Results were similair connecting the phone to my home Asterisk PBX and iTalk - hardly surprising since latency was similair.

Using ulaw voice codec (roughly 87kbps upstream and downstream) was horrible, the audio was continually breaking up and there was no way you could have a call. This wasn't really that supprising - ulaw and alaw are "toll quality" codecs with very little error correction so are primarily only usable over a high quality internet connection. I was expecting them to be slightly better than they where and will do some further testing with different packet sizes and see what happens.

Using both g.729 and gsm voice codecs was another story completely. There was no breakup at all of the audio and call quality was fine. There was a slight delay with with the high latency but this would probably go unnoticed by most people. I spent about 20 mins on calls in total and had no issues at all.

So in a nutshell SIP VoIP is usable over HSDPA..Infact G.729 worked far better than a few times when I've tried to plug a VoIP phone into an ADSL router!! The biggest issue was the 300ms ping times. Anybody know what's up with this? Doing a tracert  times to the first few hops which are Vodafone gateways are around the 100-130ms range and then it doubles to 260ms between hops when it hits the real world.


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  Reply # 56951 4-Jan-2007 23:28
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sbiddle:
So in a nutshell SIP VoIP is usable over HSDPA..Infact G.729 worked far better than a few times when I've tried to plug a VoIP phone into an ADSL router!! The biggest issue was the 300ms ping times. Anybody know what's up with this? Doing a tracert  times to the first few hops which are Vodafone gateways are around the 100-130ms range and then it doubles to 260ms between hops when it hits the real world.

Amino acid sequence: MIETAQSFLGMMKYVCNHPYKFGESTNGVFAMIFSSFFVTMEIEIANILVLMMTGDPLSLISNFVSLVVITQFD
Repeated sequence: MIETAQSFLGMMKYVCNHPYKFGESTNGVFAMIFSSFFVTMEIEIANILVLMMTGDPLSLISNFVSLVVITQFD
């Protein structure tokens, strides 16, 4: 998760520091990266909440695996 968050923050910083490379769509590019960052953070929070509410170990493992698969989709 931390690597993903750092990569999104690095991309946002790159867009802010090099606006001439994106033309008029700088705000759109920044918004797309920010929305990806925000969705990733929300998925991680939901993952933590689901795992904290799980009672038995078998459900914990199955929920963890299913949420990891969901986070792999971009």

sbiddle, as per your post in Vodafone forum http://www.geekzone.co.nz/forums.asp?ForumId=40&TopicId=11136 
Have you tried the different APN's for VOIP testing? Would be interested in results of which APN works best, and if you have any better luck with alaw/ulaw.
Cheers




Chorus has spent $1.4 billion on making their xDSL broadband network faster. If your still stuck on ADSL or VDSL, why not spend from $150 on a master filter install to make sure you are getting the most out of your connection?
I install - Naked DSL, DSL Master Splitters, VoIP, data cabling and general computer support for home and small business.
Rural Broadband RBI installer for Ultimate Broadband and Full Flavour

 

Need help in Auckland, Waikato or BoP? Click my email button, or email me direct: [my user name] at geekzonemail dot com


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  Reply # 56954 5-Jan-2007 07:50
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coffeebaron:
sbiddle:
So in a nutshell SIP VoIP is usable over HSDPA..Infact G.729 worked far better than a few times when I've tried to plug a VoIP phone into an ADSL router!! The biggest issue was the 300ms ping times. Anybody know what's up with this? Doing a tracert  times to the first few hops which are Vodafone gateways are around the 100-130ms range and then it doubles to 260ms between hops when it hits the real world.


sbiddle, as per your post in Vodafone forum http://www.geekzone.co.nz/forums.asp?ForumId=40&TopicId=11136 
Have you tried the different APN's for VOIP testing? Would be interested in results of which APN works best, and if you have any better luck with alaw/ulaw.
Cheers


No not yet - I only discovered the different ping times afterwards. I'll hopefully find some time in the next week or so to have another go, I'm interested myself so see how ulaw/alaw works over the faster APN.

It would be interestiong to get a Linksys WRT54G3G with HSDPA card in it and see if a hardware VoIP phone and wireless router really is an alternative to a fixed line connection for people in some rural areas who can't get ADSL but can get HSDPA.

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  Reply # 56960 5-Jan-2007 09:18
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sbiddle: It would be interesting to get a Linksys WRT54G3G with HSDPA card in it and see if a hardware VoIP phone and wireless router really is an alternative to a fixed line connection for people in some rural areas who can't get ADSL but can get HSDPA.


Especially when Voda launches 900MHz UMTS...